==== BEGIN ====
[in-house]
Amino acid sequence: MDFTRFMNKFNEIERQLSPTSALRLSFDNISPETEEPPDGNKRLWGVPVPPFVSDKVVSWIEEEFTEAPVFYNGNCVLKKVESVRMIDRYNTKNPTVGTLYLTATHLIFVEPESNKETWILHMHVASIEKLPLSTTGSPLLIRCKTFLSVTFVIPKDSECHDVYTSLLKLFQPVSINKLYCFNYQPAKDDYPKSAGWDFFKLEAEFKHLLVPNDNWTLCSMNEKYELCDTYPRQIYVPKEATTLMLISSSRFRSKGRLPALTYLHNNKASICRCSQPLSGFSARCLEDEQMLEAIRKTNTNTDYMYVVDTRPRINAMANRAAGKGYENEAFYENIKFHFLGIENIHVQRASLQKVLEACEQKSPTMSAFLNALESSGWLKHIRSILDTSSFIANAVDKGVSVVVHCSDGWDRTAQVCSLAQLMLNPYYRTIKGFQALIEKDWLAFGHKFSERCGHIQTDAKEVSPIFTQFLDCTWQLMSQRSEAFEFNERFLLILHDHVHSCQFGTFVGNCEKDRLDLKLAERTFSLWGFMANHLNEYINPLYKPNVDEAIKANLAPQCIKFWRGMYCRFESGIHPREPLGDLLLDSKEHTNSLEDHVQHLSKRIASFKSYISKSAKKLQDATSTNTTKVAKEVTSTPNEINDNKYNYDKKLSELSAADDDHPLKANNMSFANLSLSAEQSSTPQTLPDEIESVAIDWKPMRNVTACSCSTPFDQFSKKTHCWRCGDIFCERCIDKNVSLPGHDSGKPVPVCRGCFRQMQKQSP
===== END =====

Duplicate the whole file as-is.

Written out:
[in-house]
Amino acid sequence: MDFTRFMNKFNEIERQLSPTSALRLSFDNISPETEEPPDGNKRLWGVPVPPFVSDKVVSWIEEEFTEAPVFYNGNCVLKKVESVRMIDRYNTKNPTVGTLYLTATHLIFVEPESNKETWILHMHVASIEKLPLSTTGSPLLIRCKTFLSVTFVIPKDSECHDVYTSLLKLFQPVSINKLYCFNYQPAKDDYPKSAGWDFFKLEAEFKHLLVPNDNWTLCSMNEKYELCDTYPRQIYVPKEATTLMLISSSRFRSKGRLPALTYLHNNKASICRCSQPLSGFSARCLEDEQMLEAIRKTNTNTDYMYVVDTRPRINAMANRAAGKGYENEAFYENIKFHFLGIENIHVQRASLQKVLEACEQKSPTMSAFLNALESSGWLKHIRSILDTSSFIANAVDKGVSVVVHCSDGWDRTAQVCSLAQLMLNPYYRTIKGFQALIEKDWLAFGHKFSERCGHIQTDAKEVSPIFTQFLDCTWQLMSQRSEAFEFNERFLLILHDHVHSCQFGTFVGNCEKDRLDLKLAERTFSLWGFMANHLNEYINPLYKPNVDEAIKANLAPQCIKFWRGMYCRFESGIHPREPLGDLLLDSKEHTNSLEDHVQHLSKRIASFKSYISKSAKKLQDATSTNTTKVAKEVTSTPNEINDNKYNYDKKLSELSAADDDHPLKANNMSFANLSLSAEQSSTPQTLPDEIESVAIDWKPMRNVTACSCSTPFDQFSKKTHCWRCGDIFCERCIDKNVSLPGHDSGKPVPVCRGCFRQMQKQSP